Hopefully the leading blogging tools will add support for these conventions
[…] The Internet is still incredibly young, and it's grown up organically. Because of those two things, its users haven't yet come together to determine a fully standardized system for attribution. We're making it up as we go along. Which leads to a lot of experimentation (the hat-tip and the via and the RT and the MT!) ... and to a lot of confusion. On the web, the line between sharing and stealing -- between being a helpful conduit of information and being, on the other hand, a jerk -- can be frighteningly thin.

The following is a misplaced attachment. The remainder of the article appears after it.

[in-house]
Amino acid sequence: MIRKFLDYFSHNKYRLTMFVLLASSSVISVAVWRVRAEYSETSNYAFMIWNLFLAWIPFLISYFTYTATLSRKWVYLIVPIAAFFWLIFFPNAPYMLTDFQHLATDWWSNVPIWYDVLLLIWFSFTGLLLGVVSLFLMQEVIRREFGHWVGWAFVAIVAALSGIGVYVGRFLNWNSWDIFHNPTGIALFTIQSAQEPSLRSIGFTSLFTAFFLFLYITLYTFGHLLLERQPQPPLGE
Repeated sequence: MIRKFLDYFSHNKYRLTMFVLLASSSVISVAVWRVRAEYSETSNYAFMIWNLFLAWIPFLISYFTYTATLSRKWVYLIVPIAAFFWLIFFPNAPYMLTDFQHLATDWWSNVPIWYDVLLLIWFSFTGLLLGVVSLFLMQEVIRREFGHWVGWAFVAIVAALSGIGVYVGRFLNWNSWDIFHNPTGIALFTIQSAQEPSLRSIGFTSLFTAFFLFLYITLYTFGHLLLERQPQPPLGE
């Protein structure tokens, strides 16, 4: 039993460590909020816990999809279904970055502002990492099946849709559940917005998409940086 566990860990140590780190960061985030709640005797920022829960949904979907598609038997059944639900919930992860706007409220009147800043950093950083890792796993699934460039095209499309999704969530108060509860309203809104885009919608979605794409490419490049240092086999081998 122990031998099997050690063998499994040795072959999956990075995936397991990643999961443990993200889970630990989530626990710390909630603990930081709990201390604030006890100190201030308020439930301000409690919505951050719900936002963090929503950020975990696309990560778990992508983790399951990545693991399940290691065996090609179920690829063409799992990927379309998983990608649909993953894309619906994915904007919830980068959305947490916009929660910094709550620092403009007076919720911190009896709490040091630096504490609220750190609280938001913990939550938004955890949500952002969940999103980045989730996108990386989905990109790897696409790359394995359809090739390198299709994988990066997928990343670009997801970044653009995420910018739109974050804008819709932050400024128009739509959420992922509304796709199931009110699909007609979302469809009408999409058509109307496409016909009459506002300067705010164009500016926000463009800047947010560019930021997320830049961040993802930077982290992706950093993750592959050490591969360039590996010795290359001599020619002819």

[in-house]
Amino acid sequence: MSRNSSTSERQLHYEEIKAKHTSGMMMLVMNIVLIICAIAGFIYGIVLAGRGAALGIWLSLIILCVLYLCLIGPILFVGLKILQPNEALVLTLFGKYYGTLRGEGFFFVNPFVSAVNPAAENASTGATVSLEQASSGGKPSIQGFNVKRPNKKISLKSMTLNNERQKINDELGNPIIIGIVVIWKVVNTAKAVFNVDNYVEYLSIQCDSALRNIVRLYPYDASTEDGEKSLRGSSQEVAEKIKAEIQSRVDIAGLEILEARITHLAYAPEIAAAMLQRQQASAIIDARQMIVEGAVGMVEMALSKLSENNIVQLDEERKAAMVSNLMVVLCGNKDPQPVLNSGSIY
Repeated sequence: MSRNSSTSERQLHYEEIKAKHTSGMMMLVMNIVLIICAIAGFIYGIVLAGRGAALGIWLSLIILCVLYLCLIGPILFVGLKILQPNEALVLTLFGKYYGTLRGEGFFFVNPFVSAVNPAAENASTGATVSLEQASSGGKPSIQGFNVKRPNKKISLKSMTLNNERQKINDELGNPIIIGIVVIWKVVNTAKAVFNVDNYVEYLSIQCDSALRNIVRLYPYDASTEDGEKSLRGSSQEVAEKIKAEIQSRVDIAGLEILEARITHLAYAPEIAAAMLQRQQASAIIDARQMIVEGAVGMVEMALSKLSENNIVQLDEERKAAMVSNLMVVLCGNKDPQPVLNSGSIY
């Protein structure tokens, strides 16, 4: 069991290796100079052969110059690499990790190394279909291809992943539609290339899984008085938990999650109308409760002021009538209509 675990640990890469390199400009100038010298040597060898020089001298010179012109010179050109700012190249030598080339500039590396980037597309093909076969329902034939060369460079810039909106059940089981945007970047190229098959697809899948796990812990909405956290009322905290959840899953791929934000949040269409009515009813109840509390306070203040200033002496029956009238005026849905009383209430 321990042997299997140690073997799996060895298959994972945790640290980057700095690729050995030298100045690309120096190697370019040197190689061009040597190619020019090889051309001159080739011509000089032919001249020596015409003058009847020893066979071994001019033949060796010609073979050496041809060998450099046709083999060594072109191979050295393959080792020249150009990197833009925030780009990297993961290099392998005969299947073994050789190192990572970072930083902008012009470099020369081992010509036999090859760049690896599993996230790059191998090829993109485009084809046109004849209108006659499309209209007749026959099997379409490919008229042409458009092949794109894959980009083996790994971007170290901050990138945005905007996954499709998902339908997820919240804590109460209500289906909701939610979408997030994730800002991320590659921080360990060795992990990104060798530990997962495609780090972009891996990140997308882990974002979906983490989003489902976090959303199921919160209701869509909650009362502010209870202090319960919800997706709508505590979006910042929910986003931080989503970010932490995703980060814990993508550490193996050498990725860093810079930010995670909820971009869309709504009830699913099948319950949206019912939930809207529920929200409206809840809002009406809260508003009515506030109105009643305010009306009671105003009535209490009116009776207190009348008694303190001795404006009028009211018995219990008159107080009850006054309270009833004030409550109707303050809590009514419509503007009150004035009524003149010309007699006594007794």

That could be changing, though. This weekend, Maria Popova (whom you may know as an Atlantic contributor, or as the author of Brainpickings, and either way as one of the web's foremost experts on the art of curation) is launching The Curator's Code, a system -- and, she hopes, a movement -- to "honor and standardize the attribution of discovery across the web." The new project offers both a code of ethics and a common standard for borrowing and sharing. It aims to provide a framework for celebrating curation by way of formalizing it -- or, as Popova describes it, of "keeping the whimsical rabbit hole of the Internet open by honoring discovery."